Colonial Foundation seed funded the "Out There in Schools" program when it was piloted in 2006. Since that time, the program has grown to become one of Australia's leading dance education incursion(school-based) programs. The program,led by a troupe of highly skilled Australian Ballet dance teachers, involves learning around movement. Non-competitive dance learning highlights the value of listening,seeing, physical coordination and expressive skills. Sensory development aids all aspects of learning for children in their formative years. The program is delivered to primary school aged children attending schools deemed to be disadvantaged, whether it be socio economic disadvantage or because of the remoteness of location. In FY2014, Colonial renewed its support of the program and committed further funding totalling $450,000, payable over the next four financial years,to support the program's expansion across all States and Territories of Australia.
Melbourne Indigenous Transition School (MITS) $150,000
MITS offers an innovative education model toenable young Indigenous students from remote and regional communities inAustralia, access to Australia's best schools. The MITS model is the first of its kind and provides Year 7 students witha twelve months intensive education in an environment that celebrates cultureand learning, paving their way for a more successful transition intoscholarship positions at high-performing Melbourne schools. MITS's unique model recognises the innatecapabilities of many young Indigenous students, the strong desire of studentsand their families to receive an education outside of their home community andthe willingness of Melbourne schools to offer scholarship opportunities toIndigenous students. Colonial hasentered into a four year grant partnership worth a total of $900,000 to fundapproximately 75% of the School's recurrent annual expenditure. The funding will enable the School and itsstudents to build capacity, particularly in the formative years of the School'sestablishment.
Summer Foundation $120,000
Summer Foundation's mission is to aid in the resolution of young people living in nursing homes. In Australia, approximately 200 people under 50 are admitted to aged care nursing homes each year. Last year, Colonial provided a small grant of $25,000 to fund the production and dissemination of a report on the design and technology to be incorporated into a new Housing Demonstration Project in the Hunter Valley (NSW) lead managed by the Summer Foundation. An additional grant was awarded by Colonial this year for two aspects of the Hunter Housing project. Those being, the production of a video that provides a virtual tour of an apartment, showcasing the use of technology and special design features for use by housing providers, disability providers, government and other parties, who may be interested in replicating the technology and design aspects into other housing models. In addition, a portion of Colonial's funding met the costs of the fit out of two display apartments. The Summer Foundation will conduct workshops and tours for stakeholders that showcase the design and technology incorporated into the apartments with the aim of demonstrating to builders and developers, appropriate design concepts that will enable young people to live independently in mainstream housing developments.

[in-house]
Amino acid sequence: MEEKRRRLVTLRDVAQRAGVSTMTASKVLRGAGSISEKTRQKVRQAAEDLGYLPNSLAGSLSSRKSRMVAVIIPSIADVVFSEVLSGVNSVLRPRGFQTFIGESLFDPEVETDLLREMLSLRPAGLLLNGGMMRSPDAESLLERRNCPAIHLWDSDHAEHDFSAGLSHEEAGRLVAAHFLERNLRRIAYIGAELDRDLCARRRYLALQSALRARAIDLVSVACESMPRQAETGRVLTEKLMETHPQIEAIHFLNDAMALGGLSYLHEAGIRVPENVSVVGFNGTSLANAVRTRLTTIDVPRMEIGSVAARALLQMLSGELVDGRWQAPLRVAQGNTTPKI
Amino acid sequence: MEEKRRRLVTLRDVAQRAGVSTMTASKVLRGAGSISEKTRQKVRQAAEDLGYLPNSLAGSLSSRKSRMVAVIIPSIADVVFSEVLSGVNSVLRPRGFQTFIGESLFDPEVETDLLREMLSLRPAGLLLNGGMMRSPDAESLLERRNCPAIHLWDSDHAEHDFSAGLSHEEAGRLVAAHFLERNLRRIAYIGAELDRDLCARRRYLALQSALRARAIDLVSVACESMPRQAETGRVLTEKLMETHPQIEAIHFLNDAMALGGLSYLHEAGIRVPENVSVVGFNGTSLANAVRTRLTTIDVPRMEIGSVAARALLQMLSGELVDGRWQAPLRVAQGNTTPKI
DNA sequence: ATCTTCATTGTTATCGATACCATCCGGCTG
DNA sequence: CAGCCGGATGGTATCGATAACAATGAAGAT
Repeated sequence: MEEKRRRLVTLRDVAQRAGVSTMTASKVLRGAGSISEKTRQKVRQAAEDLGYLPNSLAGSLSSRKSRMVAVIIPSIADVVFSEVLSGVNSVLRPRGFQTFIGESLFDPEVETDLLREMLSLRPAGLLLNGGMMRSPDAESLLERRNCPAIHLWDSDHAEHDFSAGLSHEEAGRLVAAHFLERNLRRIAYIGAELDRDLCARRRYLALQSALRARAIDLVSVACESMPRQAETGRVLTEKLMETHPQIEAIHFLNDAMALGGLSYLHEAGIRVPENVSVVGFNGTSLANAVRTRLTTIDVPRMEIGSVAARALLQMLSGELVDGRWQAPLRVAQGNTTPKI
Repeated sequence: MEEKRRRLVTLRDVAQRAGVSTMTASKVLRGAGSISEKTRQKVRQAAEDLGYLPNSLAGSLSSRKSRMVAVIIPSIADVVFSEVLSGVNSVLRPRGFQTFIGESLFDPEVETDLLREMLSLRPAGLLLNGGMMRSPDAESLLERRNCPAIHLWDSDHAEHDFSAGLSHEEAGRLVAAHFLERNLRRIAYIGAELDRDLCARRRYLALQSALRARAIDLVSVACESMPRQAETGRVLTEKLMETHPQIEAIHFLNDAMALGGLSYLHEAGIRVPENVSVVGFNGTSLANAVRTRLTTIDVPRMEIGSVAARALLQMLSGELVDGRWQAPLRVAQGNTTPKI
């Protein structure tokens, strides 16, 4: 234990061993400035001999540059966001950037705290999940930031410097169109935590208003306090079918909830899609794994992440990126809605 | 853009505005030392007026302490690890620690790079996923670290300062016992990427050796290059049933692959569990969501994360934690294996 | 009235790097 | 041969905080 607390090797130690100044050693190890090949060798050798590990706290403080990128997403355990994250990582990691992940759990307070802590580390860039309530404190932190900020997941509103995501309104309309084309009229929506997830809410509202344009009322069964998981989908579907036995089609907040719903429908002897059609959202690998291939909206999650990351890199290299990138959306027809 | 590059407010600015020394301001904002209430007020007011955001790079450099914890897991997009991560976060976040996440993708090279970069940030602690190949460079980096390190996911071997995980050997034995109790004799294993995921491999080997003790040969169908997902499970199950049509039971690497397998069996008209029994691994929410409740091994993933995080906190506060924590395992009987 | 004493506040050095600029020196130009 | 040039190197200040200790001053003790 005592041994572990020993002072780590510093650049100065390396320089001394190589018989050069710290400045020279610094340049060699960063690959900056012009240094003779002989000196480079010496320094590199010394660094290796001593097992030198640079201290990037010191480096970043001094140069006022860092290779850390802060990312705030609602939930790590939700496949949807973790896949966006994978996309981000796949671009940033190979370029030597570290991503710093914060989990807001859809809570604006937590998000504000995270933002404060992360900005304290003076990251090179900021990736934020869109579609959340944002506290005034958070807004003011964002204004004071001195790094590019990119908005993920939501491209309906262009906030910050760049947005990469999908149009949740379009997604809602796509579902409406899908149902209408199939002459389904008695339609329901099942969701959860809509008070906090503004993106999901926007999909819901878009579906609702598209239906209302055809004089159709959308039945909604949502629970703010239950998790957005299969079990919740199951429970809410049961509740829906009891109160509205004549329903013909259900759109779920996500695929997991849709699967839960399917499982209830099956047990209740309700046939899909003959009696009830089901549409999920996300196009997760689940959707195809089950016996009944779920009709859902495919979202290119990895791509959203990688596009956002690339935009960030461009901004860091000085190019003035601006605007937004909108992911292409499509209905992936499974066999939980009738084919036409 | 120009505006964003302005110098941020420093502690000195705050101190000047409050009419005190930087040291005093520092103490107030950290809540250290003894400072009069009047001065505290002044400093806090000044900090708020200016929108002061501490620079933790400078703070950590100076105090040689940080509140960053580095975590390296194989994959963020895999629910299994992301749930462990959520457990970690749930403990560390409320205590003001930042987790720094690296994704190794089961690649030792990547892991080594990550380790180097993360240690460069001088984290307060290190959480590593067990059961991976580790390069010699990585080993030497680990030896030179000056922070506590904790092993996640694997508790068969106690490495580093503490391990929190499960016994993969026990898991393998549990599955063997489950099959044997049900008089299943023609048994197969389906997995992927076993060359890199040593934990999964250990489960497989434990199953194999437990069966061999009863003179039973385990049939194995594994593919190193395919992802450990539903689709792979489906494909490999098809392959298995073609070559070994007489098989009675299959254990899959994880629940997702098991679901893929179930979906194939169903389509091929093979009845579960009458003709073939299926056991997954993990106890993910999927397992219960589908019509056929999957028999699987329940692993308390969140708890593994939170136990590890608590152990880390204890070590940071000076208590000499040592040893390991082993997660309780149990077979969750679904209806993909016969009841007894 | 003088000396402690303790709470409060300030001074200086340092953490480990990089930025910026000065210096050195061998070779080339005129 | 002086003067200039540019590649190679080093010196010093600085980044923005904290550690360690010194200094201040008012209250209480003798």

Colonial commenced a new four year grant
partnership with DOXA with pledged funding totalling $370,000. The grants will be directed to support young
people aged 13 to 14 years and studying Years 7 and 8 at disadvantaged state
and independent schools, transition to secondary school. Through the program, Doxa aims to provide
guidance and knowledge as well as appropriate ‘tools’ to support around 50
young people each year to develop essential personal and life skills, foster an
interest in education and facilitate access to community provided positive role
Somebody's Daughter Theatre Company (SDTC) $75,000
SDTC is a Victorian based organisation established more than 30 years ago. Their mission is to work with those who are the most marginalised in our community, to deliver positive and sustainable social change. Colonial's grant represents the third year of funding support for SDTC as part of a five year partnership totalling $300,000. Colonial's funding supports SDTC's "Vulnerable Child" Program. Colonial's grant has enabled SDTC to establish and develop an alternative arts-related programs to engage with disadvantaged and disconnected youth in the Geelong and wider community, to break cycles of abuse, addiction and disengagement.
In celebration and to mark the contribution
to the Foundation’s achievements over the tenure of his directorship, the
Foundation has commemorated a plaque in the main auditorium of the Shrine’s new
auditorium recording Mr Graham Brooke, AM and his service to the Colonial